BRICS Development Bank in the pipeline: Manmohan
Prime Minister Manmohan Singh has said that while India needs to incur significant public expenditures to raise the standards of living of a large population, a task that also needs to be grappled with continuously is maintaining a sustainable fiscal policy.
The statement assumes significance as the Central government reached 74.6 per cent of its target fiscal deficit for 2013-14 during the first five months (April-August) itself, according to the latest available official data. This has let the Ministry of Finance propose budget cuts for the UPA government’s flagship schemes such as the MGNREGA.
Dr. Singh was delivering the inaugural address at the 3rd BRICS International Competition Conference, 2013.
The Prime Minister said that BRICS countries — Brazil, Russia, India, China and South Africa —had created structures for cooperation, of which the two most significant agreements in the pipeline were those on setting up of a BRICS Development Bank and a Contingency Reserve Arrangement.
He stressed the need for greater economic and political coordination among BRICS countries for dealing with the common challenges emanating from global uncertainties. “Monitoring and managing speculative capital flows is a challenging task in times of global uncertainty,” he said.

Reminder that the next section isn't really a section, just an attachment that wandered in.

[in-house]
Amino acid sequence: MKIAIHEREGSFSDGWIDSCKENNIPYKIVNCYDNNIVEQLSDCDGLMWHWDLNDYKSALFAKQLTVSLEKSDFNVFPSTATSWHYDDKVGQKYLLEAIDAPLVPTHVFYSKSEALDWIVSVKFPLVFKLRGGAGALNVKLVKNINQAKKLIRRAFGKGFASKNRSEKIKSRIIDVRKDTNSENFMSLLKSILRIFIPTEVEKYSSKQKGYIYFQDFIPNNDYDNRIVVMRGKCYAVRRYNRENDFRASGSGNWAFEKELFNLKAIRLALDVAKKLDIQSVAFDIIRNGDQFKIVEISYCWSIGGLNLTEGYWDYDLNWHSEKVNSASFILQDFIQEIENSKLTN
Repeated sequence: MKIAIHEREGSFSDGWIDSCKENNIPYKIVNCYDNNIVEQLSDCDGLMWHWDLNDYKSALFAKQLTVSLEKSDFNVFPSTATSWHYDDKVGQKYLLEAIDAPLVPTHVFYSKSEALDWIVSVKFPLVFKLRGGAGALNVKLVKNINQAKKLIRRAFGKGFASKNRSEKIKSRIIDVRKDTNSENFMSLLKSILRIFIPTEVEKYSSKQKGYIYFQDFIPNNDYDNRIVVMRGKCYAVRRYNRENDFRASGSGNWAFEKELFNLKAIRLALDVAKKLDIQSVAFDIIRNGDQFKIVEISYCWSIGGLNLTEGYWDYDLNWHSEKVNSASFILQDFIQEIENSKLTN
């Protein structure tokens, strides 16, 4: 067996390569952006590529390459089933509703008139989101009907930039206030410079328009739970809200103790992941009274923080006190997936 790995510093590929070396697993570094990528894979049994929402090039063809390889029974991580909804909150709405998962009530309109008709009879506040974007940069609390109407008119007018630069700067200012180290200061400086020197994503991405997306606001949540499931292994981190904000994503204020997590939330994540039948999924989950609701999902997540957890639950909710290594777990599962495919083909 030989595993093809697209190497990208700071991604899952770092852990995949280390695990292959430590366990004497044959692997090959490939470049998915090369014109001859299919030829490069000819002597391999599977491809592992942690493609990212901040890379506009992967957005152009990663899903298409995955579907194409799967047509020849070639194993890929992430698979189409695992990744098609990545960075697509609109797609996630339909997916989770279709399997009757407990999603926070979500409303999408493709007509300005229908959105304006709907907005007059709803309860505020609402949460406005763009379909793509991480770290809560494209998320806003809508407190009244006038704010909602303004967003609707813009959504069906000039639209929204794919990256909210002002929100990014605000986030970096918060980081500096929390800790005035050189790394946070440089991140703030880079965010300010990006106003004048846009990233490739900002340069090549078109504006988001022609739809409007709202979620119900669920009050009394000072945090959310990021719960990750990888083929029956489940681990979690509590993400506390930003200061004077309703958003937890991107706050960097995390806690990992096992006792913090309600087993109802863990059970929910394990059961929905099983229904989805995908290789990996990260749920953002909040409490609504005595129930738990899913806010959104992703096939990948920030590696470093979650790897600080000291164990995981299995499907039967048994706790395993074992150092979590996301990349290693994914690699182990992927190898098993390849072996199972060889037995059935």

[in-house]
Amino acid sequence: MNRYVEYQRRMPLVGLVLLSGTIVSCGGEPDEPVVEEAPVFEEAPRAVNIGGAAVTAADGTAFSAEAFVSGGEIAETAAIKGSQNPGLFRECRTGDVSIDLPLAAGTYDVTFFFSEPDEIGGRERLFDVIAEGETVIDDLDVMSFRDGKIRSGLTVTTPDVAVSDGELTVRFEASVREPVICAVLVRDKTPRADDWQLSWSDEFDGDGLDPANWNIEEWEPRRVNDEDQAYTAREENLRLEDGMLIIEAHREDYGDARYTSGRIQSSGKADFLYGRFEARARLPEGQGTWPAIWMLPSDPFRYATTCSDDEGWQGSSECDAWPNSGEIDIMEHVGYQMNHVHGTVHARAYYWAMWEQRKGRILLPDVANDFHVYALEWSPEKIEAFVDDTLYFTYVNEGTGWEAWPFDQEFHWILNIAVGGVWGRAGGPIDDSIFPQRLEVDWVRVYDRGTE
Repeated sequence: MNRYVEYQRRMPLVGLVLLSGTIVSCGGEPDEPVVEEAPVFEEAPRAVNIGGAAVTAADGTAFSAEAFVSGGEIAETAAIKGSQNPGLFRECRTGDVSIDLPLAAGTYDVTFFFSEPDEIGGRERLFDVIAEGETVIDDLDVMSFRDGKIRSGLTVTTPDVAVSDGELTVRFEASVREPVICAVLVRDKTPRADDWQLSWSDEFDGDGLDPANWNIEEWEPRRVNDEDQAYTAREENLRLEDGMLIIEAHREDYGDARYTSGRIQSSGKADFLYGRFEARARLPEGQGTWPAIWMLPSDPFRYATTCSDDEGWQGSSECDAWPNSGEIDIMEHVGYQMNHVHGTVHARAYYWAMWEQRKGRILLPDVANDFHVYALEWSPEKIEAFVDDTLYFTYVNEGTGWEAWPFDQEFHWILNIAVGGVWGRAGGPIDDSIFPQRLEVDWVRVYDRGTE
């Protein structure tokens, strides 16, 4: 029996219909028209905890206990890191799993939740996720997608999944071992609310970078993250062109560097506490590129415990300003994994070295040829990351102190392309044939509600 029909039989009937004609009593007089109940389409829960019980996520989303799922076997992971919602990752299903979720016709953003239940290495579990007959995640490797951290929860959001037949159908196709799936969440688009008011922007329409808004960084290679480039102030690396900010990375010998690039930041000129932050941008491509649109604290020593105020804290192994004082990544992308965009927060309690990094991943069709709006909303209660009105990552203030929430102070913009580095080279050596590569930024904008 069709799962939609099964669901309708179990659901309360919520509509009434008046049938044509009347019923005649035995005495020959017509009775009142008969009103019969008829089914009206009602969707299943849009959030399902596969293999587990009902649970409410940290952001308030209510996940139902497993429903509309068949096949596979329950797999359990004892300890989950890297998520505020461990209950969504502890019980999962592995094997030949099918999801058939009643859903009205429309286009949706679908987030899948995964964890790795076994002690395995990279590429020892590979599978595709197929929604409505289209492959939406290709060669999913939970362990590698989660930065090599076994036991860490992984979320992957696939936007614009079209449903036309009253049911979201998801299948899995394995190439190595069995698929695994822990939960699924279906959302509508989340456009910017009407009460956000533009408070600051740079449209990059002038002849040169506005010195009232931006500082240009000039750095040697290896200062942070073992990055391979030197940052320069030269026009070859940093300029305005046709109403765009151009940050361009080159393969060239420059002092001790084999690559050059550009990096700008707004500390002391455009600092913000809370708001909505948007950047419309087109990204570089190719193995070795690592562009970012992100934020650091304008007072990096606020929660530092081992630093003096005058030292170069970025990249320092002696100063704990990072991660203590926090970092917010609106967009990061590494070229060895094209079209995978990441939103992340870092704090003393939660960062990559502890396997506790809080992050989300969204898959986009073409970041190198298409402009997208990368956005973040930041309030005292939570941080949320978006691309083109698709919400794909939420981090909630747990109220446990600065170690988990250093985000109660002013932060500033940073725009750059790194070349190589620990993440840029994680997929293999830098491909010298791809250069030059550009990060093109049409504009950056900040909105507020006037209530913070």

Dr. Singh said that effective competition in markets needs to be enforced through public policy as anti-competitive behaviour hurts the poor the most. A competitive public procurement market can make bid rigging more difficult, he said.
“Developing infrastructure at a pace that supports the growth of industry and the increasing aspirations of the people is yet another challenge before us. Last, but by no means the least, there is the need for building credible institutions for sustained and equitable growth,” Dr. Singh said.
Pitching for public sector enterprises being made more competitive, the Prime Minister said the state-run companies need to be given greater functional autonomy, be freed from bureaucratic control and not shielded from private sector competition.
“Going forward, our governments will have to increasingly adopt competition-neutral policies... Competitive neutrality requires that the government not use its legislative and fiscal powers to give undue advantage to its own businesses over the private sector,” Dr. Singh said.
Speaking at the BRICS International Competition Conference, Mr. Singh said “solution lies in giving public sector firms greater functional autonomy and freeing them from bureaucratic control and not in tolerating a slip in their competitiveness and then shielding them from competition.”